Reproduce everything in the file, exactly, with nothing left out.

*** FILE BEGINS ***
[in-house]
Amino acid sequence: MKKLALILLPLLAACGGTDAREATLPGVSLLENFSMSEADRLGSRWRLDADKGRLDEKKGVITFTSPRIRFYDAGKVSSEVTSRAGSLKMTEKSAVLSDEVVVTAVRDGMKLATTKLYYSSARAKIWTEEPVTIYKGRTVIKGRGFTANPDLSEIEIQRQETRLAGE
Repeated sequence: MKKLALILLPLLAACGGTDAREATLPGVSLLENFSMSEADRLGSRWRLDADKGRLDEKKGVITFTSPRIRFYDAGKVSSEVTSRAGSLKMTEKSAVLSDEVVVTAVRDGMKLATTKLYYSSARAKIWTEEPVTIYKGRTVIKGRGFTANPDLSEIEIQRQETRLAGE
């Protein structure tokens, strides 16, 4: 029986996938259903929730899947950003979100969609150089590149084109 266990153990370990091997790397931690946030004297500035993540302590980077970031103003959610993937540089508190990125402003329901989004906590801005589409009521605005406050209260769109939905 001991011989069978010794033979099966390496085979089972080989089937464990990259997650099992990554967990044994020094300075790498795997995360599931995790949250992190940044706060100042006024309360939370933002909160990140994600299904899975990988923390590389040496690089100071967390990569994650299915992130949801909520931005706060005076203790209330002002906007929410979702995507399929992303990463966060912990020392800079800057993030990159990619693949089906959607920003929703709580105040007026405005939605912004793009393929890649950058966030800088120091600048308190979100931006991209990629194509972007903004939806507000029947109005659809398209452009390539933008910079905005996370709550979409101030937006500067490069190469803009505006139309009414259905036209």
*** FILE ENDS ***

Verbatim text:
[in-house]
Amino acid sequence: MKKLALILLPLLAACGGTDAREATLPGVSLLENFSMSEADRLGSRWRLDADKGRLDEKKGVITFTSPRIRFYDAGKVSSEVTSRAGSLKMTEKSAVLSDEVVVTAVRDGMKLATTKLYYSSARAKIWTEEPVTIYKGRTVIKGRGFTANPDLSEIEIQRQETRLAGE
Repeated sequence: MKKLALILLPLLAACGGTDAREATLPGVSLLENFSMSEADRLGSRWRLDADKGRLDEKKGVITFTSPRIRFYDAGKVSSEVTSRAGSLKMTEKSAVLSDEVVVTAVRDGMKLATTKLYYSSARAKIWTEEPVTIYKGRTVIKGRGFTANPDLSEIEIQRQETRLAGE
């Protein structure tokens, strides 16, 4: 029986996938259903929730899947950003979100969609150089590149084109 266990153990370990091997790397931690946030004297500035993540302590980077970031103003959610993937540089508190990125402003329901989004906590801005589409009521605005406050209260769109939905 001991011989069978010794033979099966390496085979089972080989089937464990990259997650099992990554967990044994020094300075790498795997995360599931995790949250992190940044706060100042006024309360939370933002909160990140994600299904899975990988923390590389040496690089100071967390990569994650299915992130949801909520931005706060005076203790209330002002906007929410979702995507399929992303990463966060912990020392800079800057993030990159990619693949089906959607920003929703709580105040007026405005939605912004793009393929890649950058966030800088120091600048308190979100931006991209990629194509972007903004939806507000029947109005659809398209452009390539933008910079905005996370709550979409101030937006500067490069190469803009505006139309009414259905036209």